But he believes the real reason for the FBI’s secrecy relates to questions about who financed the 9/11 attacks.
Saudi Arabia lobbies to amend JASTA law which allows 9/11 victims to sue the Gulf state https://t.co/GSoOZFHbXb
— RT America (@RT_America) December 20, 2016
Survivors and relatives of the almost 3000 victims are currently engaged in a fraught civil litigation with Saudi Arabia amid accusations that the kingdom and its official charities were among those who supplied funds. The country has denied any wrongdoing.
“Another page the FBI wants to remain hidden ‘contains specific factors deemed pertinent in the analysis of the actions of the hijackers’ concerning financial transactions before September 11, 2001,” Christensen said.
“(According to the FBI) disclosure of this information would reveal what the FBI already knows about the hijackers’ financial actions and how they were able to stay ‘under the radar’.”
FBI record chief David M Hardy expanded on this in his submission to keep the reacted and missing pages secret.
“The release of this information would reveal sensitive details about how much money was being moved around, when it was being moved, how it was being moved, the mode of transfer and locations the FBI had detected movements in,” Mr Hardy told the court in his sixth court declaration in June.
“Disclosure of this information would provide a playbook to future subjects on how much money one can move around in certain forms without attracting attention.”
Christensen claims the FBI has also redacted details relating to:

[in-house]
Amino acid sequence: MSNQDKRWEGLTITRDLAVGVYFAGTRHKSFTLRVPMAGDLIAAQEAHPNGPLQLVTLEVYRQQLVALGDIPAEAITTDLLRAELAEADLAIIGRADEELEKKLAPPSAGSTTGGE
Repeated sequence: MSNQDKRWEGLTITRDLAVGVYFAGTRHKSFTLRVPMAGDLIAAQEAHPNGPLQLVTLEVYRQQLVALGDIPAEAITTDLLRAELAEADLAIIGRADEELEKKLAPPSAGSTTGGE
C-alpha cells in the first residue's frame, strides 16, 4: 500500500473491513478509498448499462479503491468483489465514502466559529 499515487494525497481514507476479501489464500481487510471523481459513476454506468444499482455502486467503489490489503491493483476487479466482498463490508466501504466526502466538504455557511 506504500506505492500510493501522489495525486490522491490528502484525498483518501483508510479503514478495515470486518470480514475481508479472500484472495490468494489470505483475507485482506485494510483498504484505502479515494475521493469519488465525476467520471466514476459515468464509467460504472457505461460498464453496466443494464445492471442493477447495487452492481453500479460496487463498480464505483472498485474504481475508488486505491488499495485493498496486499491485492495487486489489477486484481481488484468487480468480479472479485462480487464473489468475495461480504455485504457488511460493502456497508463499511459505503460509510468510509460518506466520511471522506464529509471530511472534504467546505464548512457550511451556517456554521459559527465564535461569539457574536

*The types of weapons and identification the conspirators carried;
*The timing of the arrival of the pilots, intended pilots and conspirators in the US;
*Information about when the conspirators moved to their respective departure cities and the timing of their plane ticket purchases;
* A timeline of telephone records and money transfers between conspirators; and
*Information about previous flights the conspirators took before the attacks to include the collection and timing and locations of flights.
“One page, withheld in full, ‘is a photo taken by a security camera’. The FBI does not identify the photo’s subject, the date it was taken or its general location,” Christensen said.
“This was withheld because the release of this picture would disclose the location of the security camera at the site where the photo was taken. The disclosure would allow future subjects to know where to find the security camera so as to avoid the area in which the camera points, thereby circumventing detection or the ability for the FBI and law enforcement to try to obtain an image of the subject.
“Two more pages from the overview section about the FBI’s ‘ongoing investigation,’ also completely withheld, contain “information about a conspirator and his actions taken in preparation for the attacks. This is sensitive information, which if revealed, would put at risk the collection techniques used to obtain such information. It also reveals sensitivities that future subjects could exploit in the future while planning and performing an attack.”